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Walking Over Haddon in The Peak District

I confess I'm a fair weather walker, which means I often want to walk on our holidays, but whether we go is always dependent on the weather. I have a Goretex jacket but it's like a talisman. I own it, but I don't want to wear it and I hope vainly that just by having spent so much on it an schlepping it with me that it's going to ward off the rain! As you can see my travel planning involves a good deal of "magical thinking!" In California our cultural exuberance (paired with low standards) means we shamelessly call anything a "hike"  - as if we've scaled Everest in an afternoon. Here in England I'm not sure I even qualify as a "walker" because that denotes a level of seriousness I've failed at previously. Minimally it means you're wearing boots  and have an Ordnance Survey map (and possibly a compass) in your back pocket. I guess I'm more of stroller to be honest and I've blogged about my strolls all over the world; m…

Albert Kahn Museum and Gardens, Paris

Here's one more place that has been on my list  that I managed to squeeze in just before we left Paris. Unfortunately the museum (featuring the ethnographic photographs of  the banker and philanthropist Albert Kahn) was closed as it was in between exhibits but I had a lovely morning strolling around the gardens with my friend  J., whom I met on Paris Walk's Modern Architecture walk.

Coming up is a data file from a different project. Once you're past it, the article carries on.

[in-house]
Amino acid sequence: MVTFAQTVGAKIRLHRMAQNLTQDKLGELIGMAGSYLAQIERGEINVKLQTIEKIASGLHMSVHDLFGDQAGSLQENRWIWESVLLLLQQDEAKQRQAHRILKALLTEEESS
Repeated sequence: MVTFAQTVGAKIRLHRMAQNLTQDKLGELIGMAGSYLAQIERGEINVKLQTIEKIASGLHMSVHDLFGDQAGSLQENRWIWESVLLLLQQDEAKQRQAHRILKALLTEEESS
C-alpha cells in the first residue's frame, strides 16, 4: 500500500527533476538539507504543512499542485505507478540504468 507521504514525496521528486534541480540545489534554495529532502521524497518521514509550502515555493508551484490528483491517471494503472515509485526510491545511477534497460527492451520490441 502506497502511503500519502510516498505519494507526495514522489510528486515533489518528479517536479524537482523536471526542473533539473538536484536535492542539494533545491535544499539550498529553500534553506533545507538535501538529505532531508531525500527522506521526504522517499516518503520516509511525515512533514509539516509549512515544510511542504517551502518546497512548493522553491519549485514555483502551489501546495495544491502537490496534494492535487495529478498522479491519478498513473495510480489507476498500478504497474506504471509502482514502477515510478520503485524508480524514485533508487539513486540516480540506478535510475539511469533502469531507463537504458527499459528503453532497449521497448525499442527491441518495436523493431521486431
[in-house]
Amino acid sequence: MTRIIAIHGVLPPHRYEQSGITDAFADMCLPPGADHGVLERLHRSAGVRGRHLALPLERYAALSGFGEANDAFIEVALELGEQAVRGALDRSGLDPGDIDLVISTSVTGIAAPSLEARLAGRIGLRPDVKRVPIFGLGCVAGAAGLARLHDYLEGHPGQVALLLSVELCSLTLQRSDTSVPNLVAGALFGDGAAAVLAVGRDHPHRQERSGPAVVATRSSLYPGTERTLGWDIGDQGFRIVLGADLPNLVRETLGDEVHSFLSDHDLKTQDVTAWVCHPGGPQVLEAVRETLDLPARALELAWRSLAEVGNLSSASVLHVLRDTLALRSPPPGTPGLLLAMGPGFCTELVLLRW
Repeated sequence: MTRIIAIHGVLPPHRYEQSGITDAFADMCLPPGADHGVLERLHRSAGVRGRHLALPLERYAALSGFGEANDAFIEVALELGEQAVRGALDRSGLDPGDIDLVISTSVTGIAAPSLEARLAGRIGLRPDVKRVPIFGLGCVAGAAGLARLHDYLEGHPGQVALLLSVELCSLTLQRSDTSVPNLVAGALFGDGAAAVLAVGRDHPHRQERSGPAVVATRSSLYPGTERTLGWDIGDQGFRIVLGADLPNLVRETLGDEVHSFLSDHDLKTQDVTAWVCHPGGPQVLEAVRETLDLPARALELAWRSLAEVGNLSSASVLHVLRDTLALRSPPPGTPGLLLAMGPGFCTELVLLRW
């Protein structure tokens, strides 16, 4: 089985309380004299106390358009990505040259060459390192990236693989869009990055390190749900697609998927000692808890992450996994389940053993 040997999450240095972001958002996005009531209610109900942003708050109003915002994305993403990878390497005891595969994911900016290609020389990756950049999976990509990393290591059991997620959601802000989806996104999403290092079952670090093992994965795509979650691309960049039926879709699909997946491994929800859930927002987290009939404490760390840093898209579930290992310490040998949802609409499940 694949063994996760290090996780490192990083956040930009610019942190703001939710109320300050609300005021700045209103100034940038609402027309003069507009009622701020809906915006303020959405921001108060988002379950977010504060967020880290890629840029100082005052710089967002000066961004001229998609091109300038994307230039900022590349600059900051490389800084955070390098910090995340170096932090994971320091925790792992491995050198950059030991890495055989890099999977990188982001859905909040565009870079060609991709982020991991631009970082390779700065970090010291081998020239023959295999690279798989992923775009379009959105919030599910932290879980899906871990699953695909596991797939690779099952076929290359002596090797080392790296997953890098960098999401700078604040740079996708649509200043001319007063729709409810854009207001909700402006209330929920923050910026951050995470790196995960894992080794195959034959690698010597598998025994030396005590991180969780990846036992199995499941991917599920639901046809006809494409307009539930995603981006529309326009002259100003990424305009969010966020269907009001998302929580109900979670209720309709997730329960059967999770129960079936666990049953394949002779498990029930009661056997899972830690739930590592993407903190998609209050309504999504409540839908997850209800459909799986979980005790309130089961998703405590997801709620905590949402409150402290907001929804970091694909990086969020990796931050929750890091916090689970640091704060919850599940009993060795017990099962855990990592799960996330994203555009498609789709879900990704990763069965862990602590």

We were chatting so much that I didn't focus on the photos, so much so that I'm not sure I've done  the place justice. However, it's so lovely that it seems to transcend even quickly taken snaps! This is an amazing garden filled with texture, color and water. The azaleas were spectacular and midweek is a great time to visit if you want to avoid the crowds.
The sense of contrasts, color and calm grab you from the moment you arrive. It must be sublime to live in the neighborhood and be free to come here regularly. They even sell a yearly pass for 20 euro. I love it so much that this will be one of my first stops on our next visit to Paris.
The twisting paths take you through a variety of gardens and past a number of different structures including some traditional Japanese pavilions and an elaborate hothouse. 
This is one of those off the beaten track places that you don't make on your first or second visit to Paris, but that when you get here you immediately think. 'why didn't I come sooner and when can I visit next?'
In addition to the Asian inspired gardens with their manicured trees, bridges, water and stone features there are also meadows and fruit gardens.
I loved the formality and restraint of the espalier fruit trees which seem such a contrast to the meadow-like flowers planted below.
The glasshouse, while impressive, was not open when we visited. However, the gardens are quite charming and there are lots of places to sit and take it all in.
Highly recommended and only steps from the Boulogne - Pont de Saint Cloud metro the gardens are well worth your time.

For further details of the current hours and museum exhibitions click here.